The FW-190s had it even worse than the 109s when they tried to penetrate the protective screen of P-51s in order to get at the bombers. While the 109s at least had engines that were suited for high altitude dogfighting, the FW-190s did not have even that, and their radial engines were no match for the Mustangs’ Rolls Royce engines at high altitudes. Between that, and the dilemma of needing heavy armaments in order to shoot down heavy bombers, even as those heavy armaments reduced their ability to take on enemy fighters not similarly encumbered, the FW-190s found themselves at a severe disadvantage against the P-51s.
After months of heavy losses to the Mustangs, and unsustainable attrition that bled the German fighter arm white, the Luftwaffe effectively ceded the skies over Germany to the P-51 escorted bombers, shadowing the formations but mostly shying away from contact, pouncing instead on stragglers suffering mechanical malfunctions or damaged by flak.
The P-51s begrudged the Germans even that, and would not allow the once-proud Luftwaffe to skulk and scavenge in peace. If the German fighters would not come up to fight them, then they would go down to find and fight the German fighters.
Appointed to command of the Eighth Air Force, Jimmy Doolittle, of Tokyo raid fame, was not content with simply protecting the bombers. Instead, he sought to achieve aerial supremacy over German skies. To do that, he changed the orders that had required escorting fighters to stick with the bombers at all times, and freed them to sweep far ahead of the formations to engage any Germans they could find.
Additionally, once the bombers had hit their targets and began their return trip, the P-51s were free to leave the formations and “hit the deck” on their way back home, descending from their high altitudes and engaging any planes they came across, strafing German airfields, attacking trains or road traffic, engaging any targets of opportunity they spotted, and otherwise provoking and daring the Luftwaffe to come out and do something about it. In the runup to the D-Day landings, some P-51 groups were released from bomber escort duties altogether and unleashed on German airfields instead. Such aggressive tactics finally crippled the Luftwaffe.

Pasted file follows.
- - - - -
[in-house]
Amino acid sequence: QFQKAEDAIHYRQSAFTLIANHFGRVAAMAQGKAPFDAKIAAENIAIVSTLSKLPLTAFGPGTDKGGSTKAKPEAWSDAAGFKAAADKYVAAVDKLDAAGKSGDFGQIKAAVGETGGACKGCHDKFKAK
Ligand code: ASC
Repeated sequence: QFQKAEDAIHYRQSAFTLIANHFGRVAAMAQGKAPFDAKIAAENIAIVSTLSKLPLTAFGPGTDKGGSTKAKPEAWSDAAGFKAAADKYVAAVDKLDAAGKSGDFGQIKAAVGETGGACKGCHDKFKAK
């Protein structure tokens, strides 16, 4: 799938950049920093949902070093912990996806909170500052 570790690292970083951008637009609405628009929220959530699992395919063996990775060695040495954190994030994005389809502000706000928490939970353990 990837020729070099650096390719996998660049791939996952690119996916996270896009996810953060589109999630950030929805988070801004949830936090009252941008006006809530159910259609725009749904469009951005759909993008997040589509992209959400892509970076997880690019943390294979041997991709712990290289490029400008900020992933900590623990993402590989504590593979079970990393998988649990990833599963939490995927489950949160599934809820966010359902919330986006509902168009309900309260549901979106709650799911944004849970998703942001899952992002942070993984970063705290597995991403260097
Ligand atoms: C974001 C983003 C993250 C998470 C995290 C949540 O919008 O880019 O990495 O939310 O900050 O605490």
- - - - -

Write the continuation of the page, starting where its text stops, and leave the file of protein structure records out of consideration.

The P-51s proved such a success, and were such a marked improvement over the P-38s and P-47s, that by the end of 1944, 14 out of the Eighth Air Force’s 15 fighter groups had switched from Lightning and Thunderbolts to Mustangs. Perhaps the greatest compliment to the Mustangs came from the Luftwaffe’s chief, Hermann Goering, who reportedly said “I knew the jig was up” when he saw P-51s over Berlin.
Even the arrival of futuristic German airplanes late in the war failed to wrest aerial supremacy from the P-51s. The most formidable of those planes, the Messerschmitt Me 262, was kept in check by a shortage of both fuel and experienced pilots, as well as by the expedients of attacking their airfields and strafing them on the ground, or keeping fighter air patrols near their airfields, and catching them at their most vulnerable when they were taking off or landing.